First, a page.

Booming stocks and market risk
Colombo's stock market had long been dominated by foreign investors. A perennial complaint of foreign investors and market regulators trying to promote stock market investing has been the lack of depth in the Colombo bourse owing to insufficient investments by local investors.

The lack of market depth was seen as one of the main reasons for the difficulty in attracting more foreign funds into the market because this limited trading opportunities and opportunities for a quick exit from the market.

Now it seems that the roles have been reversed and locals are in the driving seat with foreigners taking a back seat. Foreigners, especially the foreign funds whose money the stock market has been eagerly trying to attract, have largely kept their distance in this latest bull-run. As some brokers have acknowledged some of the local investors who have been driving the market to new highs may be risking their money out of ignorance. They are merely following the herd mentality and might be putting money in stocks that may not be worth the prices they are paying now.

These are the so-called 'penny stocks' that seems to be the latest plaything of investors. Even in the hotels sector, brokers have warned that not every hotel will do well and that some are heavily indebted and may not make profits.

A good yardstick with which to measure the validity of a bull run is to watch the behaviour of foreign investors who are usually better informed than local retail players and are more discerning. Foreigners are also known to be more savvy when it comes to trading and have been known for buying during downturns and selling when the market hits a peak.

Another factor driving stock prices is excess liquidity. Investors have limited options in the present situation. They can invest in money market instruments like treasury bills. But with inflation on the rise these may not yield attractive returns in real terms. However they can be assured of higher returns if they risk their money in the booming stock market - although the risks may be higher as well.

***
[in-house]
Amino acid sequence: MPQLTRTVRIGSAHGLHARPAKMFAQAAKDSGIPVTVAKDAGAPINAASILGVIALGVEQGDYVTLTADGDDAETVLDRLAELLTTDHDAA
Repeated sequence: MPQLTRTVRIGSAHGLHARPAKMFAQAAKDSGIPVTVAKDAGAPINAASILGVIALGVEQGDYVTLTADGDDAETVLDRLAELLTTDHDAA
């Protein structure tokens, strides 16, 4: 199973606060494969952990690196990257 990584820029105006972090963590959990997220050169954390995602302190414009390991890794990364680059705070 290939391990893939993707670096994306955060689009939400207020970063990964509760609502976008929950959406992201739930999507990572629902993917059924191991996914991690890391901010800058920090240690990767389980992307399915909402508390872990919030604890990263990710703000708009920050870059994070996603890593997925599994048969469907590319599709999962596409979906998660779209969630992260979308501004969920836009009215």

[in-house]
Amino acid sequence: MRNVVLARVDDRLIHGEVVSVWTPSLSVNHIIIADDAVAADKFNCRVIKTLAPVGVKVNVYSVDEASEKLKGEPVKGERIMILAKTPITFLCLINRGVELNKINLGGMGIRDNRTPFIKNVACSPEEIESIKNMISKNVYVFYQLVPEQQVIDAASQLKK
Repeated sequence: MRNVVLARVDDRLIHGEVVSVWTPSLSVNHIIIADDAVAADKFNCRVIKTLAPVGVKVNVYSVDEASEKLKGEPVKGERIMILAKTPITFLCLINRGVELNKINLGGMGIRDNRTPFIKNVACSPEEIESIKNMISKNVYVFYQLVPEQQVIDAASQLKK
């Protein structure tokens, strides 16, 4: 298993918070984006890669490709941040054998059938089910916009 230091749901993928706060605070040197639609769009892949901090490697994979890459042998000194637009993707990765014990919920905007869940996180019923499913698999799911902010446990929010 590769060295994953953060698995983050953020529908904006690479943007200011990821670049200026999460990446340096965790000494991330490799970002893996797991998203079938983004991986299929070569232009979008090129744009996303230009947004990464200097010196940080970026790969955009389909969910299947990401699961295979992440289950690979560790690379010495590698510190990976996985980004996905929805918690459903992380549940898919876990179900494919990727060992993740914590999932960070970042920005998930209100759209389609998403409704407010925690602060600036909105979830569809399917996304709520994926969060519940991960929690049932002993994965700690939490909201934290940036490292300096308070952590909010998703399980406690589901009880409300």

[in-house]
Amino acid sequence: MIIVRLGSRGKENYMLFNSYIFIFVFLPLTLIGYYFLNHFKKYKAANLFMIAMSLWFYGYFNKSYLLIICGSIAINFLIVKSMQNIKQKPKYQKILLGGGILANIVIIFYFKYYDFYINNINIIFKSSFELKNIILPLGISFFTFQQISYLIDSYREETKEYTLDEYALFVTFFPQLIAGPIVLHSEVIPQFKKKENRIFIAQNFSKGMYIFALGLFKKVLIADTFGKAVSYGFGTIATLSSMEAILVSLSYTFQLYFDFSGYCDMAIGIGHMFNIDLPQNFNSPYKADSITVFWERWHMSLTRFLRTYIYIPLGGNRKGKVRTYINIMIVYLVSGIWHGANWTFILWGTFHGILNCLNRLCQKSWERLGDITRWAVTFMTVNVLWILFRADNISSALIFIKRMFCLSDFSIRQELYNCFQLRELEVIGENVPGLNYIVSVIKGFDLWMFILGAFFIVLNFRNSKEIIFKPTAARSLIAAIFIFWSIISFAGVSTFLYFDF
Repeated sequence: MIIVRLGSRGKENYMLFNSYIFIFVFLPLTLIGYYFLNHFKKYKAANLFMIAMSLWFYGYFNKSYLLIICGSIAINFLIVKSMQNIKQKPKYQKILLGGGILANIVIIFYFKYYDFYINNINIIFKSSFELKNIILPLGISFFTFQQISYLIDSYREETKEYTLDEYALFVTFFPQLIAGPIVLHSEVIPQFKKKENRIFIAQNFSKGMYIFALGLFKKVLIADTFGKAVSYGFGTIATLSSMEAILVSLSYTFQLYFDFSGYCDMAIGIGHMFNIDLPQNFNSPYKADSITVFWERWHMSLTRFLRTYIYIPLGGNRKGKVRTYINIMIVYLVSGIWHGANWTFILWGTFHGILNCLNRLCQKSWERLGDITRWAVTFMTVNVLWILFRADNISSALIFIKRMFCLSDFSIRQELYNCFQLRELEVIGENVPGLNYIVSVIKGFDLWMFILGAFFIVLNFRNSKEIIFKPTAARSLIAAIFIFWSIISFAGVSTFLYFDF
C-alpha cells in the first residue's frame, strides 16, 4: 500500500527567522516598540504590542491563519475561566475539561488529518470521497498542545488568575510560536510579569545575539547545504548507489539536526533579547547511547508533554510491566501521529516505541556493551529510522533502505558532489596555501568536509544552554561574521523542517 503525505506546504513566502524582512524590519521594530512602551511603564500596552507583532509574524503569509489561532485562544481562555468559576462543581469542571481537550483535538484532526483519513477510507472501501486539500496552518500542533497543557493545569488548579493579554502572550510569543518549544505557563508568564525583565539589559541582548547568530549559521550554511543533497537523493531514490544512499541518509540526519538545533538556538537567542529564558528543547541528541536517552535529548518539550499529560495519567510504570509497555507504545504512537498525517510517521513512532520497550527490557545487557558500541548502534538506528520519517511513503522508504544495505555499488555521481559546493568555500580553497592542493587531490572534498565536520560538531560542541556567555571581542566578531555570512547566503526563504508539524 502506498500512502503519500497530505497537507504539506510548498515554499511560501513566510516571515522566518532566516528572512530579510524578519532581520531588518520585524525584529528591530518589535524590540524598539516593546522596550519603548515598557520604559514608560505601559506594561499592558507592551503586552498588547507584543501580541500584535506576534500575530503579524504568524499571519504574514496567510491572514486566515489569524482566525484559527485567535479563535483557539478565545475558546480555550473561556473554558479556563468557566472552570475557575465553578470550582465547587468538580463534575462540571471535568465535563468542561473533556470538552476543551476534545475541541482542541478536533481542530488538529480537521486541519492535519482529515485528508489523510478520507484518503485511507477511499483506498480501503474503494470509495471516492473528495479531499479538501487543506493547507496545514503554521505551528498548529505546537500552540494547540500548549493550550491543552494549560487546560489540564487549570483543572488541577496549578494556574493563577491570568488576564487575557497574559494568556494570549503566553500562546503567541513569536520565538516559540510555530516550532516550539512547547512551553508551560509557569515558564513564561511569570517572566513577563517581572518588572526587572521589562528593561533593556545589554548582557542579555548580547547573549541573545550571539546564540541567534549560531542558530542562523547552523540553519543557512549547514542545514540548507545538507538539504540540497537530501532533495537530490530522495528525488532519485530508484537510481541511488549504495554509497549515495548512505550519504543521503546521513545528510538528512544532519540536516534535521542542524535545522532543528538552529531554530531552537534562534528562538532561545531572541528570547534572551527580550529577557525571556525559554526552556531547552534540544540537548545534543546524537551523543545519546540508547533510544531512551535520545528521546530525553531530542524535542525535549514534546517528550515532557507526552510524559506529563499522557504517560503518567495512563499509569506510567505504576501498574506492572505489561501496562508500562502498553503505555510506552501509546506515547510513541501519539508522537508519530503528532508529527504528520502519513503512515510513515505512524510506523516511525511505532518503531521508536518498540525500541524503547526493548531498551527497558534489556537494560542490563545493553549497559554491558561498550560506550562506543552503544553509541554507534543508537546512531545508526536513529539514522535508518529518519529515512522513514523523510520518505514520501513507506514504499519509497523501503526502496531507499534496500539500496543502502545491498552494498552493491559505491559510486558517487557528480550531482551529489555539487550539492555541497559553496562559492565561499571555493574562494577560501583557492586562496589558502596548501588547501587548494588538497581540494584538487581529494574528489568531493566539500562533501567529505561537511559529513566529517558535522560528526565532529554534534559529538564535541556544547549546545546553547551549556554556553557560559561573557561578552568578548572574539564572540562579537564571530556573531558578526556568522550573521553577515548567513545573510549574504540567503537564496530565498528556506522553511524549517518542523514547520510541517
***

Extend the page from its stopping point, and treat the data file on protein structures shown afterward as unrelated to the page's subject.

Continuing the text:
Critics of the government were fond of pointing to the market crash soon after the UPFA won the elections as a sign that investors lacked confidence in the government and that this could spell doom to the country.

The same thing happened in India after the Congress party's surprise election victory. There the media was blamed for focussing on plummeting stock prices and the gloomy forecasts of stock market players and ignoring the opinion of the wider population expressed so clearly at the polls.

If we take the same yardstick as used by the government's critics to measure the performance of the Colombo bourse then it would seem that the current boom in the stock market is a sign of confidence in the government!

To be sure, many firms have been reporting handsome profits. But, as some brokers have warned, they might not be able to sustain their profitability in the coming months as economic conditions get tougher.

The inexorable rise in inflation is a sign of things to come. A wave of cost increases will surely hit the corporate bottom line. Only a few firms, monopolistic in nature, will be able to pass on the full impact of these cost increases to consumers. Others will have to absorb at least some of these costs which will erode company profits.

Then their share prices will fall. If and when the crash comes, it is the locals who, in their enthusiasm or what might be called their "irrational exuberance", have driven the market to its new highs, will lose money.

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